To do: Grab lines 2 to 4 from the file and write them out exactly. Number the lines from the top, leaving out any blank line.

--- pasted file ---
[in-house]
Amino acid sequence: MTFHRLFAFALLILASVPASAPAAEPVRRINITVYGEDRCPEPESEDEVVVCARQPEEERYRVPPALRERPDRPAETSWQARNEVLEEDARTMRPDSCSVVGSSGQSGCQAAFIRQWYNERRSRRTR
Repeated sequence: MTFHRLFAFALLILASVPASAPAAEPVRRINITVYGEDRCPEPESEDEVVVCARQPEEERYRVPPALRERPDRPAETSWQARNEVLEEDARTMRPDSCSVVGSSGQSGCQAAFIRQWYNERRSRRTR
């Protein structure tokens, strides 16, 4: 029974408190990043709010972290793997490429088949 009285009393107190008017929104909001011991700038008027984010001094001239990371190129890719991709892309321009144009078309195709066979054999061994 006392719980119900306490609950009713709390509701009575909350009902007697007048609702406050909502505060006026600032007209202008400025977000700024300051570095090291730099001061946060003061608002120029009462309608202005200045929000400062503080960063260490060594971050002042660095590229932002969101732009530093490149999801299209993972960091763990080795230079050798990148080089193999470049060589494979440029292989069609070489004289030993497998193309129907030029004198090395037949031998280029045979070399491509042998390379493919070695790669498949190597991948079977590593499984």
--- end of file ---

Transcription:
Amino acid sequence: MTFHRLFAFALLILASVPASAPAAEPVRRINITVYGEDRCPEPESEDEVVVCARQPEEERYRVPPALRERPDRPAETSWQARNEVLEEDARTMRPDSCSVVGSSGQSGCQAAFIRQWYNERRSRRTR
Repeated sequence: MTFHRLFAFALLILASVPASAPAAEPVRRINITVYGEDRCPEPESEDEVVVCARQPEEERYRVPPALRERPDRPAETSWQARNEVLEEDARTMRPDSCSVVGSSGQSGCQAAFIRQWYNERRSRRTR
């Protein structure tokens, strides 16, 4: 029974408190990043709010972290793997490429088949 009285009393107190008017929104909001011991700038008027984010001094001239990371190129890719991709892309321009144009078309195709066979054999061994 006392719980119900306490609950009713709390509701009575909350009902007697007048609702406050909502505060006026600032007209202008400025977000700024300051570095090291730099001061946060003061608002120029009462309608202005200045929000400062503080960063260490060594971050002042660095590229932002969101732009530093490149999801299209993972960091763990080795230079050798990148080089193999470049060589494979440029292989069609070489004289030993497998193309129907030029004198090395037949031998280029045979070399491509042998390379493919070695790669498949190597991948079977590593499984």